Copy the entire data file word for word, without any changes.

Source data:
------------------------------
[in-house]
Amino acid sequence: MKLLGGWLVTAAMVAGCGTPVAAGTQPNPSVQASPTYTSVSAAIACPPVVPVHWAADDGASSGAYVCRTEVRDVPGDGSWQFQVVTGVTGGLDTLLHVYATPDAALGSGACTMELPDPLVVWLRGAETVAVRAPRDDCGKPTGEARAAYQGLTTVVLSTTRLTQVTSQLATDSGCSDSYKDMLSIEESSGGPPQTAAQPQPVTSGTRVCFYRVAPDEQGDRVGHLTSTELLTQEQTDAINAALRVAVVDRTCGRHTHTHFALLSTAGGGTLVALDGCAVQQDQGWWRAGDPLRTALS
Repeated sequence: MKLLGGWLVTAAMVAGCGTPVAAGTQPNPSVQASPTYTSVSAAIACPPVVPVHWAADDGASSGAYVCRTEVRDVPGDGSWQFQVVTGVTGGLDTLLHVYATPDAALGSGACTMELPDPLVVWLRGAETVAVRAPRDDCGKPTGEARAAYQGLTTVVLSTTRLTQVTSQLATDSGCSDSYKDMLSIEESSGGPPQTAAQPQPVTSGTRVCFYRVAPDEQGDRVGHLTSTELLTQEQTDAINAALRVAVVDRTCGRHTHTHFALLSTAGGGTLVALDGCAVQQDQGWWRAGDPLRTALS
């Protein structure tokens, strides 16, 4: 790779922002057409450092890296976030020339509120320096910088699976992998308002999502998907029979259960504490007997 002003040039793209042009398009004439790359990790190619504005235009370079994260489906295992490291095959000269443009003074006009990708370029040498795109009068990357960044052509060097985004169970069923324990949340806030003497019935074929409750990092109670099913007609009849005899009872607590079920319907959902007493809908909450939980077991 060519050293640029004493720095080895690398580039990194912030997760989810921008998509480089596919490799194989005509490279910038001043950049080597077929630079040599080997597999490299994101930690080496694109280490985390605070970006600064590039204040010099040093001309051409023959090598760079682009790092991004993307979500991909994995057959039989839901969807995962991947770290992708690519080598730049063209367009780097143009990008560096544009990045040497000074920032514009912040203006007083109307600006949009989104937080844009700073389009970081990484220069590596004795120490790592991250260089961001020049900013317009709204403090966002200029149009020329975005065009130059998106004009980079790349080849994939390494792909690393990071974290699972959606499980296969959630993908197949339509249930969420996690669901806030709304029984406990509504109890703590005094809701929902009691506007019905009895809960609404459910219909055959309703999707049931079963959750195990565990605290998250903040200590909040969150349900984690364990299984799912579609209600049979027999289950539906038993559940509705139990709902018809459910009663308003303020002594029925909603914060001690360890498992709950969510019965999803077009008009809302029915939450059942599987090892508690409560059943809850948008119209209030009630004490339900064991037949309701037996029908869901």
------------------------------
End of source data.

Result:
[in-house]
Amino acid sequence: MKLLGGWLVTAAMVAGCGTPVAAGTQPNPSVQASPTYTSVSAAIACPPVVPVHWAADDGASSGAYVCRTEVRDVPGDGSWQFQVVTGVTGGLDTLLHVYATPDAALGSGACTMELPDPLVVWLRGAETVAVRAPRDDCGKPTGEARAAYQGLTTVVLSTTRLTQVTSQLATDSGCSDSYKDMLSIEESSGGPPQTAAQPQPVTSGTRVCFYRVAPDEQGDRVGHLTSTELLTQEQTDAINAALRVAVVDRTCGRHTHTHFALLSTAGGGTLVALDGCAVQQDQGWWRAGDPLRTALS
Repeated sequence: MKLLGGWLVTAAMVAGCGTPVAAGTQPNPSVQASPTYTSVSAAIACPPVVPVHWAADDGASSGAYVCRTEVRDVPGDGSWQFQVVTGVTGGLDTLLHVYATPDAALGSGACTMELPDPLVVWLRGAETVAVRAPRDDCGKPTGEARAAYQGLTTVVLSTTRLTQVTSQLATDSGCSDSYKDMLSIEESSGGPPQTAAQPQPVTSGTRVCFYRVAPDEQGDRVGHLTSTELLTQEQTDAINAALRVAVVDRTCGRHTHTHFALLSTAGGGTLVALDGCAVQQDQGWWRAGDPLRTALS
């Protein structure tokens, strides 16, 4: 790779922002057409450092890296976030020339509120320096910088699976992998308002999502998907029979259960504490007997 002003040039793209042009398009004439790359990790190619504005235009370079994260489906295992490291095959000269443009003074006009990708370029040498795109009068990357960044052509060097985004169970069923324990949340806030003497019935074929409750990092109670099913007609009849005899009872607590079920319907959902007493809908909450939980077991 060519050293640029004493720095080895690398580039990194912030997760989810921008998509480089596919490799194989005509490279910038001043950049080597077929630079040599080997597999490299994101930690080496694109280490985390605070970006600064590039204040010099040093001309051409023959090598760079682009790092991004993307979500991909994995057959039989839901969807995962991947770290992708690519080598730049063209367009780097143009990008560096544009990045040497000074920032514009912040203006007083109307600006949009989104937080844009700073389009970081990484220069590596004795120490790592991250260089961001020049900013317009709204403090966002200029149009020329975005065009130059998106004009980079790349080849994939390494792909690393990071974290699972959606499980296969959630993908197949339509249930969420996690669901806030709304029984406990509504109890703590005094809701929902009691506007019905009895809960609404459910219909055959309703999707049931079963959750195990565990605290998250903040200590909040969150349900984690364990299984799912579609209600049979027999289950539906038993559940509705139990709902018809459910009663308003303020002594029925909603914060001690360890498992709950969510019965999803077009008009809302029915939450059942599987090892508690409560059943809850948008119209209030009630004490339900064991037949309701037996029908869901």